My Search for the Meaning of Life
"Life has no meaning. Each of us has meaning and we bring it to life. It is a waste to be asking the question when you are the answer.” ― Joseph Campbell (1904 – 1987)
Have you ever wondered "what is the meaning of life", or more specifically, what is the meaning of your life?
Coming from a very sheltered family life where my parents took care of everything, this question became an obsession when I initially left home for the first time in my life for my university education. I suddenly realized that I could not cope with my day-to-day life. To compound my problem, I was caught in a love affliction at about the same time, a victim of someone's rebound.
It did not take me long to figure out my first conscious answer to the question, "What is the meaning of life?", once I set my mind to it. I guess it took me less than a week to figure out that "life is what you make out of it". I likened life to a piece of blank paper where you can write your own life story, as you want it to be. Whether you write a tragedy or a comedy, it's all perfectly up to you. You can even choose not to write anything, if that's what you want. That discovery is no big deal, given that even a 9-year old boy (see video below) could answer better than that. And I was 19 years old then.
Surprisingly, it did not occur to me then that since I did not choose to be born, the question, "What is the meaning of life?", is actually an afterthought. It is like me giving you a piece of furniture and you starting to ask what to do with it, after having accepted my furniture. Common sense will tell you that you need to answer that question first before you accept. But as to whether we want to be born or otherwise, we have no choice. We just have to accept and after accepting, we just have to make our life meaningful. The alternative is to lead a life of misery and despair.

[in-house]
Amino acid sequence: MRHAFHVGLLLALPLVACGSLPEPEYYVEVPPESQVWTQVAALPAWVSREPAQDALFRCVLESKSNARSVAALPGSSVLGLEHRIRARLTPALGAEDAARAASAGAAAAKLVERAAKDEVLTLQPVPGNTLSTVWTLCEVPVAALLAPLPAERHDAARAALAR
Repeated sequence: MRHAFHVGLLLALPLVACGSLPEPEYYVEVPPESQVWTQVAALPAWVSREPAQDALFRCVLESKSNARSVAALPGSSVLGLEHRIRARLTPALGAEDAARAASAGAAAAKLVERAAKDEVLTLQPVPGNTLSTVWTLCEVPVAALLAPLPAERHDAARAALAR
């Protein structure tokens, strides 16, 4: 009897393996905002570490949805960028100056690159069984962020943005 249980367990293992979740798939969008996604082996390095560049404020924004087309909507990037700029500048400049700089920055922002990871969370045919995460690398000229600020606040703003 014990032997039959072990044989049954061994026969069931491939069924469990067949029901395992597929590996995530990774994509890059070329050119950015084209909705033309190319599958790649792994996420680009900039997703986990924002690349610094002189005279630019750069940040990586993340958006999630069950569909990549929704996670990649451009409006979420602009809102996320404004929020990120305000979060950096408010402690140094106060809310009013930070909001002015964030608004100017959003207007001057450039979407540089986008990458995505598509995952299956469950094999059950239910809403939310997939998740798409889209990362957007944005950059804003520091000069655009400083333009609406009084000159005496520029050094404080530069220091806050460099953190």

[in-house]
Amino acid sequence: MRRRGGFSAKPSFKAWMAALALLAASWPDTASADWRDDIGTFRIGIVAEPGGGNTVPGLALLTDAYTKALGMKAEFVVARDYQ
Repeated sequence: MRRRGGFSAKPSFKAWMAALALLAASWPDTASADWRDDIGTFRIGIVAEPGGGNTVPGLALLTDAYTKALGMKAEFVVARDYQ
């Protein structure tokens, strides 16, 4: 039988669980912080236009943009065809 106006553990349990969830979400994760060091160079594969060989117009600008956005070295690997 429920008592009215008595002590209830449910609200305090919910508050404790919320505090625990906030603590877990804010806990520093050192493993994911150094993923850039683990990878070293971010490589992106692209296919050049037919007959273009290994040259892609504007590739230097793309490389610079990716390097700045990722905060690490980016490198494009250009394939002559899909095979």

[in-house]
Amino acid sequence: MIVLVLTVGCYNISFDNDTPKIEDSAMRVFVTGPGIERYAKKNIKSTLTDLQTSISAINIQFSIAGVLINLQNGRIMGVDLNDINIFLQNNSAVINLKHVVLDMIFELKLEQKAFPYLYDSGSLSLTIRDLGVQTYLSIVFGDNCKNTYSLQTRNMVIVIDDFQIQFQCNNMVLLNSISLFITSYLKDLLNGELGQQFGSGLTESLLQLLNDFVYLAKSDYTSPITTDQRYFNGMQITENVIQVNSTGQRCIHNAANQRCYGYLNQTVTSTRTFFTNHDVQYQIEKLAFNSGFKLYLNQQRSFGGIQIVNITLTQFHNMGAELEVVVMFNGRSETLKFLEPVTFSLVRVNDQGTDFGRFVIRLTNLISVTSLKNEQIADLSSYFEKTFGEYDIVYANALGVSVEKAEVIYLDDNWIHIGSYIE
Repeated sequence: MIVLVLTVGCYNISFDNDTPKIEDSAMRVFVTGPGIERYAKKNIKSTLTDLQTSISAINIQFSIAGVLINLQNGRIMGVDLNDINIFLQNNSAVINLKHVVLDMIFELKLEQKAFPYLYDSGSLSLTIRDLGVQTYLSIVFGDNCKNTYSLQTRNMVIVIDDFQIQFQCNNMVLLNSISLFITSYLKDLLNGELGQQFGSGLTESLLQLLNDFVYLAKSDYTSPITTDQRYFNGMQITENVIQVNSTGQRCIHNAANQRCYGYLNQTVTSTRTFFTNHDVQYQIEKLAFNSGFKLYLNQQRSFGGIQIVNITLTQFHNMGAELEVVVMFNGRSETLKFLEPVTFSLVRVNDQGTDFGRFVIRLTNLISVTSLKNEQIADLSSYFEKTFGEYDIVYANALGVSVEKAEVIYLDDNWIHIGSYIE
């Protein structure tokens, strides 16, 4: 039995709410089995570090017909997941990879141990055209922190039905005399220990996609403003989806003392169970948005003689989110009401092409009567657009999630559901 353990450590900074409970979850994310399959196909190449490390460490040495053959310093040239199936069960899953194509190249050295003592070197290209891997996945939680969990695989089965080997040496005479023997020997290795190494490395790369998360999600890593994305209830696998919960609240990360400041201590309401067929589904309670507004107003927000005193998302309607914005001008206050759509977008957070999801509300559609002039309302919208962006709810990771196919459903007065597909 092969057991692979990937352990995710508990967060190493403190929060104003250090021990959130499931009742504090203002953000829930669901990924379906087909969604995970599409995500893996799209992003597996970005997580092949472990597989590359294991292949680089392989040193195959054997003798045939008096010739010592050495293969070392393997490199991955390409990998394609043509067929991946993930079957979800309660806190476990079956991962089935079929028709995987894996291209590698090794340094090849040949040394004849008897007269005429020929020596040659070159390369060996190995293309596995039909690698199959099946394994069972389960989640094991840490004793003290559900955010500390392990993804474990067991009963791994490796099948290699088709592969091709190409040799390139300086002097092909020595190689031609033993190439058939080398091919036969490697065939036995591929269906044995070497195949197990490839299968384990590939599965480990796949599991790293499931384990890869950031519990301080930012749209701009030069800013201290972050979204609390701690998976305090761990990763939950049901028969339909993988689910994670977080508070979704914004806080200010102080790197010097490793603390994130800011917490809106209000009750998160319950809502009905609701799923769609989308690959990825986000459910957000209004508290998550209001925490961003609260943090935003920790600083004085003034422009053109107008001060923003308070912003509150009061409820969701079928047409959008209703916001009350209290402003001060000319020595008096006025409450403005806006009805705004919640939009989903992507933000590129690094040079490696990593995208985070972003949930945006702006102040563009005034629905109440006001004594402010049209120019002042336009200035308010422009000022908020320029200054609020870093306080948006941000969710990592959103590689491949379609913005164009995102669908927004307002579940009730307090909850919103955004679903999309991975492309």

9 year old discusses the meaning of life and the universe
A biological purpose to ensure the survival of the human species
One of my classmates came up with the answer that we are here to ensure the survival of the human species. It seemed so far-fetched an idea to me then because to me, life is more than just about sex.
As the years go by, however, that reason became more and more tenable. Aristotle Onassis (1906-1975) once famously said: "If women didn't exist, all the money in the world would have no meaning". Sigmund Freud saw human sexuality as the cause of most human behaviors, the repression of which, he claimed, is the cause of many of the psychological problems that people experience.
Biologically, Man is from the family of primates which includes the chimpanzees, the bonobos, and the gorillas.
Some 50,000 years ago, humans began to exhibit full behavioral modernity. Beginning as hunter-gatherers, they began to domesticate plants and animals some 12,000 years ago, thus allowing for the growth of civilization. The Industrial Revolution that began in the mid-18th century brought about dramatic changes in people's life. Jobs became even more specialized than ever before. While we still need to "hunt" for food, we no longer need to be hunter-gatherers, nor do we need to plant our own food. However, we now need to find a job to earn the money, so that we can pay to those who do. And with so many types of jobs available, it can become a daunting task, just to decide what career one wants to pursue.
Technological advancement also leads to higher standards of living via increased productivity. Unlike primitive men who had to spend almost all their life looking for food just to survive, people now have more leisure time in their hands, so much so that they have the luxury to wonder what life really means to them.